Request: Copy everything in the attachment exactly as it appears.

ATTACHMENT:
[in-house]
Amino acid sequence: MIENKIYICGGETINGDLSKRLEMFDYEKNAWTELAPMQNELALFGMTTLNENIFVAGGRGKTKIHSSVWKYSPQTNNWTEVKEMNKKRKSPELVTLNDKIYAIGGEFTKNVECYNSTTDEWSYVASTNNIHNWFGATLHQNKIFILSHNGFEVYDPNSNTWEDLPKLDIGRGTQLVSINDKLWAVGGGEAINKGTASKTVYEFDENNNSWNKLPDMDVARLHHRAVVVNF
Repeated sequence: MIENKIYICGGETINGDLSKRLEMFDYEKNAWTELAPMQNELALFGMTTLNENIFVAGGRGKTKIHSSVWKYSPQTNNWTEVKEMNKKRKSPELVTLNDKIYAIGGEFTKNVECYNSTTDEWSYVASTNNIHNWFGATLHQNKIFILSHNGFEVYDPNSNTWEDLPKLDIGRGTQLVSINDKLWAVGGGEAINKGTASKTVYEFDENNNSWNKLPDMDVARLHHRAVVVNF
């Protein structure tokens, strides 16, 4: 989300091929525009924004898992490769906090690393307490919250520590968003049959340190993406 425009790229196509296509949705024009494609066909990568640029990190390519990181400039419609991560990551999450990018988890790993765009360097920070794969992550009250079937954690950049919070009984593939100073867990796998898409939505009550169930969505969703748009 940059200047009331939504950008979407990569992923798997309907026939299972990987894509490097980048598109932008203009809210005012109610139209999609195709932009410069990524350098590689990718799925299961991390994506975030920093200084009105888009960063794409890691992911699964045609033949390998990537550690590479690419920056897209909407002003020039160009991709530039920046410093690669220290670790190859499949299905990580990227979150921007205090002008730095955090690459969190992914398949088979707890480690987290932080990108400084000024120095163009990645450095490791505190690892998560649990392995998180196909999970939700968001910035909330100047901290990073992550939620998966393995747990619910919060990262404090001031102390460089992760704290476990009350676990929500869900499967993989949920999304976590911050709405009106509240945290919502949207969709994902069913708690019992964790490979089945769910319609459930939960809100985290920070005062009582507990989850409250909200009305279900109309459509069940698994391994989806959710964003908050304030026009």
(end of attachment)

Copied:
[in-house]
Amino acid sequence: MIENKIYICGGETINGDLSKRLEMFDYEKNAWTELAPMQNELALFGMTTLNENIFVAGGRGKTKIHSSVWKYSPQTNNWTEVKEMNKKRKSPELVTLNDKIYAIGGEFTKNVECYNSTTDEWSYVASTNNIHNWFGATLHQNKIFILSHNGFEVYDPNSNTWEDLPKLDIGRGTQLVSINDKLWAVGGGEAINKGTASKTVYEFDENNNSWNKLPDMDVARLHHRAVVVNF
Repeated sequence: MIENKIYICGGETINGDLSKRLEMFDYEKNAWTELAPMQNELALFGMTTLNENIFVAGGRGKTKIHSSVWKYSPQTNNWTEVKEMNKKRKSPELVTLNDKIYAIGGEFTKNVECYNSTTDEWSYVASTNNIHNWFGATLHQNKIFILSHNGFEVYDPNSNTWEDLPKLDIGRGTQLVSINDKLWAVGGGEAINKGTASKTVYEFDENNNSWNKLPDMDVARLHHRAVVVNF
């Protein structure tokens, strides 16, 4: 989300091929525009924004898992490769906090690393307490919250520590968003049959340190993406 425009790229196509296509949705024009494609066909990568640029990190390519990181400039419609991560990551999450990018988890790993765009360097920070794969992550009250079937954690950049919070009984593939100073867990796998898409939505009550169930969505969703748009 940059200047009331939504950008979407990569992923798997309907026939299972990987894509490097980048598109932008203009809210005012109610139209999609195709932009410069990524350098590689990718799925299961991390994506975030920093200084009105888009960063794409890691992911699964045609033949390998990537550690590479690419920056897209909407002003020039160009991709530039920046410093690669220290670790190859499949299905990580990227979150921007205090002008730095955090690459969190992914398949088979707890480690987290932080990108400084000024120095163009990645450095490791505190690892998560649990392995998180196909999970939700968001910035909330100047901290990073992550939620998966393995747990619910919060990262404090001031102390460089992760704290476990009350676990929500869900499967993989949920999304976590911050709405009106509240945290919502949207969709994902069913708690019992964790490979089945769910319609459930939960809100985290920070005062009582507990989850409250909200009305279900109309459509069940698994391994989806959710964003908050304030026009």